Azure cloud computing appliance attracts VARs; Aurora draws SMBs
Microsoft will not make its new Windows Azure cloud computing appliance available to the general public anytime soon, but many VARs are intrigued by the concept of using the appliance to run Azure cloud computing services in-house.
By submitting your email address, you agree to receive emails regarding relevant topic offers from TechTarget and its partners. You can withdraw your consent at any time. Contact TechTarget at 275 Grove Street, Newton, MA.
Microsoft announced the Windows Azure cloud computing appliance at this week's Worldwide Partner Conference (WPC) in Washington, D.C. The first iteration of Azure in a box, as some are now calling the appliance, is meant for large companies that aren't comfortable putting data in a public cloud. But it will be more useful to VARs once it's scaled down for small and medium-sized businesses (SMBs).
"Over time, we will make it both bigger and smaller," Bob Muglia, president of Microsoft's server and tools business, said at the WPC.
The software giant will be working in unison with select hardware partners, including Dell, Hewlett-Packard and Fujitsu, which will sell the Azure cloud computing appliance.
The Azure cloud computing platform went public in February, and Microsoft says that there are currently 10,000 customers using Azure, according to SearchITChannel.com. Microsoft did not give details on pricing or a release date for the Azure cloud computing appliance at the WPC.
Because it is not available to SMBs, some are starting to focus their attention on the Microsoft Small Business Server, code-named Aurora. Aurora will be released this summer and serve as a hybrid cloud enabler, letting companies keep some data on premise and put other data in the public cloud.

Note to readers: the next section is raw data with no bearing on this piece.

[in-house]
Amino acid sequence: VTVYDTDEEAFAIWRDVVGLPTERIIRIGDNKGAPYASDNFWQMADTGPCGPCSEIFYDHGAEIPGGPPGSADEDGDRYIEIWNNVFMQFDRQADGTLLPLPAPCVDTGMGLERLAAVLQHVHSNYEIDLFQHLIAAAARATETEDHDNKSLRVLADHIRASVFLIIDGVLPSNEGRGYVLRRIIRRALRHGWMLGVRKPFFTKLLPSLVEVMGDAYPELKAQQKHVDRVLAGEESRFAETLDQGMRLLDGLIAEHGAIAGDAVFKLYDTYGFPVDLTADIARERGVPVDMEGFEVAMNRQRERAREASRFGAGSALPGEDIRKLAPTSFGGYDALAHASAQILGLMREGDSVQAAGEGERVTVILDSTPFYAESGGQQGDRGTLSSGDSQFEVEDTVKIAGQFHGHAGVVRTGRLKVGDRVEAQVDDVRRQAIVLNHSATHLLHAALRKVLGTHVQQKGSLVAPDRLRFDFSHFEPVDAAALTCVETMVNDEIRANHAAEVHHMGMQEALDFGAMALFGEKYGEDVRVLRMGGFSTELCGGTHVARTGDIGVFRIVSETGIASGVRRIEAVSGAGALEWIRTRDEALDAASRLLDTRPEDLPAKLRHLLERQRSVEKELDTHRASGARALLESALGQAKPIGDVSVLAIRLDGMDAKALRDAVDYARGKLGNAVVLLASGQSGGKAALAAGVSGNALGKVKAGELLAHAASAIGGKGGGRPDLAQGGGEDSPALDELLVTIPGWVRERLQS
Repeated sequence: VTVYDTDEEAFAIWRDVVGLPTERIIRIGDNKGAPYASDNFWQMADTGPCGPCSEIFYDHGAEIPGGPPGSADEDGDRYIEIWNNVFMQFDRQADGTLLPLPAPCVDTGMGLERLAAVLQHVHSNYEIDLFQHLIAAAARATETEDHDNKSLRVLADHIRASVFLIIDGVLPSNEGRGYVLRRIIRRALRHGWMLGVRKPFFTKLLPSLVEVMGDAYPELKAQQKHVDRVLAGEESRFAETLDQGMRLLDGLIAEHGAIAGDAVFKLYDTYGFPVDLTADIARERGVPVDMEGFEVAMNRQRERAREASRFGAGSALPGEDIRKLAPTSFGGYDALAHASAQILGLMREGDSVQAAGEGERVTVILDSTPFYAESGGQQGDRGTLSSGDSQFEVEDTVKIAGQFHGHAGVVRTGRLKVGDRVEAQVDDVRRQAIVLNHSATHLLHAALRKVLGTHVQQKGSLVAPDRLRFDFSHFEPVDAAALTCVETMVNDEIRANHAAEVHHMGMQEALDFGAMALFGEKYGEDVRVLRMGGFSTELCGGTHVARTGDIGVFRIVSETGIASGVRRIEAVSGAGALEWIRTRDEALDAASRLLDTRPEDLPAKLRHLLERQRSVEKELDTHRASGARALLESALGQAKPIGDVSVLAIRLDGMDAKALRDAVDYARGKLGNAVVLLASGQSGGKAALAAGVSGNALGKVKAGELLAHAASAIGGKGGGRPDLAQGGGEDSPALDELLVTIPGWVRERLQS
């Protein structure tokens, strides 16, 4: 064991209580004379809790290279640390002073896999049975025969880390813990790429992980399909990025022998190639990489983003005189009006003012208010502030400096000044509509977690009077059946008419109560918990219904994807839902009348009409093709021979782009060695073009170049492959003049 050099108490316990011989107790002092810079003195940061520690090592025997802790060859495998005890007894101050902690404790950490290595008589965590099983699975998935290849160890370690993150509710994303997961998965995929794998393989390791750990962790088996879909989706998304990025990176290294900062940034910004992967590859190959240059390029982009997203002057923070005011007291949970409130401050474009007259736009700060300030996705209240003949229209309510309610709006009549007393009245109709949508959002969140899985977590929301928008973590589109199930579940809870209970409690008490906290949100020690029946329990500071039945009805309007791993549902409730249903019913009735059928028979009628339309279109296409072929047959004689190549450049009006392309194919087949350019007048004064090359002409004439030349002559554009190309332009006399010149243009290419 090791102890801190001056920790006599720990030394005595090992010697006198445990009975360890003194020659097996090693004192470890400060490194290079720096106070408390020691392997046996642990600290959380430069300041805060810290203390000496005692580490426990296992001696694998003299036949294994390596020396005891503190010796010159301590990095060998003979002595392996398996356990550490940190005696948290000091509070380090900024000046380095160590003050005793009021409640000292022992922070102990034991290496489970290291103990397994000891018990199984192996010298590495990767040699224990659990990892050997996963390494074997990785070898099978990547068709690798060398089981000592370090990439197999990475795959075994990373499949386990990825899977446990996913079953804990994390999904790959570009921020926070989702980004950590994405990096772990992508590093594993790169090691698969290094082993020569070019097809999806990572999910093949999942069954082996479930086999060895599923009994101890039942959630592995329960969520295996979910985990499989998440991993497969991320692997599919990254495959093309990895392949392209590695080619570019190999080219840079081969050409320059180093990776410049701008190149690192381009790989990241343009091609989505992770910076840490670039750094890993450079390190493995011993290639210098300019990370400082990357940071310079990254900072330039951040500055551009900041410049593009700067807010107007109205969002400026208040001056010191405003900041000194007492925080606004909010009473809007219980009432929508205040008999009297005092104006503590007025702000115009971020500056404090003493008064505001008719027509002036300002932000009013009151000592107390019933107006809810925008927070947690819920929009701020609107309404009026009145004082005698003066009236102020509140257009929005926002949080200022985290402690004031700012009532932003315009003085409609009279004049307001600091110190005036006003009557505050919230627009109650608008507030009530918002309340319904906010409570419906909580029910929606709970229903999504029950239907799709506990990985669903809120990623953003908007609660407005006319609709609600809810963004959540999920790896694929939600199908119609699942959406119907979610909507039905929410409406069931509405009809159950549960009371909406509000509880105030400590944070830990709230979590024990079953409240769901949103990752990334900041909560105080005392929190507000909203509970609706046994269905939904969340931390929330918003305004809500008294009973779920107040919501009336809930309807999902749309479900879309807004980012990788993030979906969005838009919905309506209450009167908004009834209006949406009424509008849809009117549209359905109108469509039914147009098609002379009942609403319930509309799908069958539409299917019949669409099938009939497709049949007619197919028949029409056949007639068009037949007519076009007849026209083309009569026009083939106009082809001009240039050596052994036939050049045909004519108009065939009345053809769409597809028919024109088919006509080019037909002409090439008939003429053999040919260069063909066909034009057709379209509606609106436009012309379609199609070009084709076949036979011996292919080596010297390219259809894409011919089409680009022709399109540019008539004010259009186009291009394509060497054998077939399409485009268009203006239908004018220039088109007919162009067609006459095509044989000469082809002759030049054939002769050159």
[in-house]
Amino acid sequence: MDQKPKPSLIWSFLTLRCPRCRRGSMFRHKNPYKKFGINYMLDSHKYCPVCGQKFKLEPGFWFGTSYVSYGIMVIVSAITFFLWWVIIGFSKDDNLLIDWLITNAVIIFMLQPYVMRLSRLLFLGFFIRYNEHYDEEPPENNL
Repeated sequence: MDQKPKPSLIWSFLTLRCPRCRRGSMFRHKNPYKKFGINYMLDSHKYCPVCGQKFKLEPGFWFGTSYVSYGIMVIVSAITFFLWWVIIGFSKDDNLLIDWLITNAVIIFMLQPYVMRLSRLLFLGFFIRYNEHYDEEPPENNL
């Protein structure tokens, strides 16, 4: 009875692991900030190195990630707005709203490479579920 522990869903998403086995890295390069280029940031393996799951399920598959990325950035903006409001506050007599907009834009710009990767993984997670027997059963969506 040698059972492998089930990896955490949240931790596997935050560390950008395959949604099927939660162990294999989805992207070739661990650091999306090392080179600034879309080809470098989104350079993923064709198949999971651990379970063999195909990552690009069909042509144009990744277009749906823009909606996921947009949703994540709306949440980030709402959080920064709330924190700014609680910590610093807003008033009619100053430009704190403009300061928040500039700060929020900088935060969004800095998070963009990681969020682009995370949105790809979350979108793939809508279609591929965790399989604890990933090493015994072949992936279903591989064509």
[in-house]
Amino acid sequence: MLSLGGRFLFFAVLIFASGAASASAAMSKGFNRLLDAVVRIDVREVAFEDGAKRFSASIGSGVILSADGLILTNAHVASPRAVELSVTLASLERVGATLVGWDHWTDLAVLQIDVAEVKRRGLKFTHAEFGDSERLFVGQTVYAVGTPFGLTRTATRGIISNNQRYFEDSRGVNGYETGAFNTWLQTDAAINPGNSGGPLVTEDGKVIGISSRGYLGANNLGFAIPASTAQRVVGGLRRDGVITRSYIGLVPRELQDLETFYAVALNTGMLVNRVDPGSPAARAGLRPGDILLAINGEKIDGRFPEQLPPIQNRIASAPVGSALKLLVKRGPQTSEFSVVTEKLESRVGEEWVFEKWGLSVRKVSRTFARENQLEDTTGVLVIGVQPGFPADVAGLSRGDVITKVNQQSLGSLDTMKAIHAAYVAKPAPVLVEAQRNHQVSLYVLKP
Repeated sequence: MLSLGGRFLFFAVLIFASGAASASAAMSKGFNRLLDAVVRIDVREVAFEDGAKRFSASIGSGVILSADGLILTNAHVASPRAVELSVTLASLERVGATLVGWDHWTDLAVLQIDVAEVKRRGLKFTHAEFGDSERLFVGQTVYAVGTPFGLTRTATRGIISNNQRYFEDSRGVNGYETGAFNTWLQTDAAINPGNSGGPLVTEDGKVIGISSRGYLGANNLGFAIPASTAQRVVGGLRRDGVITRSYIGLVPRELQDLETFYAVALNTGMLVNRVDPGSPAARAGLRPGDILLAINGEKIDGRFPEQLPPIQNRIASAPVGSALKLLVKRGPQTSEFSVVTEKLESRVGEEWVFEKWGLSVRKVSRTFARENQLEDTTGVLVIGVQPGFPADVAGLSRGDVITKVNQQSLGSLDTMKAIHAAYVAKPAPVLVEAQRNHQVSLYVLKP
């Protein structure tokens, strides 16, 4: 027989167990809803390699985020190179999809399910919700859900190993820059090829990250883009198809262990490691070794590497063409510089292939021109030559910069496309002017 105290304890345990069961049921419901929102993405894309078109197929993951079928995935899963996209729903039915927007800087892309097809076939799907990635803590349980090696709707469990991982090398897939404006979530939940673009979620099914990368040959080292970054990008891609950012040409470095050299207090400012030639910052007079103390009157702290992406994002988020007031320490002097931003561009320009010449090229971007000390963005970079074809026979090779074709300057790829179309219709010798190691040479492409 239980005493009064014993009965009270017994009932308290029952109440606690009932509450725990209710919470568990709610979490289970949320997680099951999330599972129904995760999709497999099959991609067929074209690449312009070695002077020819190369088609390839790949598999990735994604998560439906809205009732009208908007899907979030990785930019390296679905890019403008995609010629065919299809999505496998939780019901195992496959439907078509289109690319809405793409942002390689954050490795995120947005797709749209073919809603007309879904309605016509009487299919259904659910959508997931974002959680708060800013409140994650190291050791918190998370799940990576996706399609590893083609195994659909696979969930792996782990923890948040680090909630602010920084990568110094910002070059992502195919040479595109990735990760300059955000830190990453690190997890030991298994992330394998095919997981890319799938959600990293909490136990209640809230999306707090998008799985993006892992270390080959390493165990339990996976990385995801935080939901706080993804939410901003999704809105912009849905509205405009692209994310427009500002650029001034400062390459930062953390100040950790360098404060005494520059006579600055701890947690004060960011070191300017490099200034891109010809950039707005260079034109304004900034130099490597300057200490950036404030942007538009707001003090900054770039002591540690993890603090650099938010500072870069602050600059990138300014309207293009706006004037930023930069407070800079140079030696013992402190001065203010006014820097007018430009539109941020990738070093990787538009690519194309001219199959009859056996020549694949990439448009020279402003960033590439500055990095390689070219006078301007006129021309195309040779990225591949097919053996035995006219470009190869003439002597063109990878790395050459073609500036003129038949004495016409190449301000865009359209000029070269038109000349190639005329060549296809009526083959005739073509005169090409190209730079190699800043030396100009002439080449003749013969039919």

VMware vSphere 4.1 release gets mixed reaction among users
VSphere 4.1, which VMware Inc. released this week, features updates for enterprise customers and new pricing on some editions.
VSphere 4.1 features an updated I/O Resource Manager (now called Storage and Network I/O Control) that lets administrators set quality-of-service priorities for guests in cases of network or storage I/O contention, according to SearchServerVirtualization.com. Another new feature is memory compression, which rids shared memory pages of "white space." But vSphere 4.1 does not update its monitoring and reporting capabilities, which suffer from scalability and customization constraints, according to some users.
With this new release, VMware also added its VMotion live migration feature to the Essentials Plus and Standard editions of vSphere. (It was previously available in only Advanced and higher editions.) But those users will have to pay more for VMotion; the price for Essentials Plus is going up from $2,995 to $3,495 for three hosts, and the price for Standard is increasing from $795 to $995 per processor. Many small organizations say Microsoft has the upper hand, because its Live Migration feature is free in Hyper-V.
Check out more systems channel news.
Dig Deeper on Cloud Computing and Hosted Services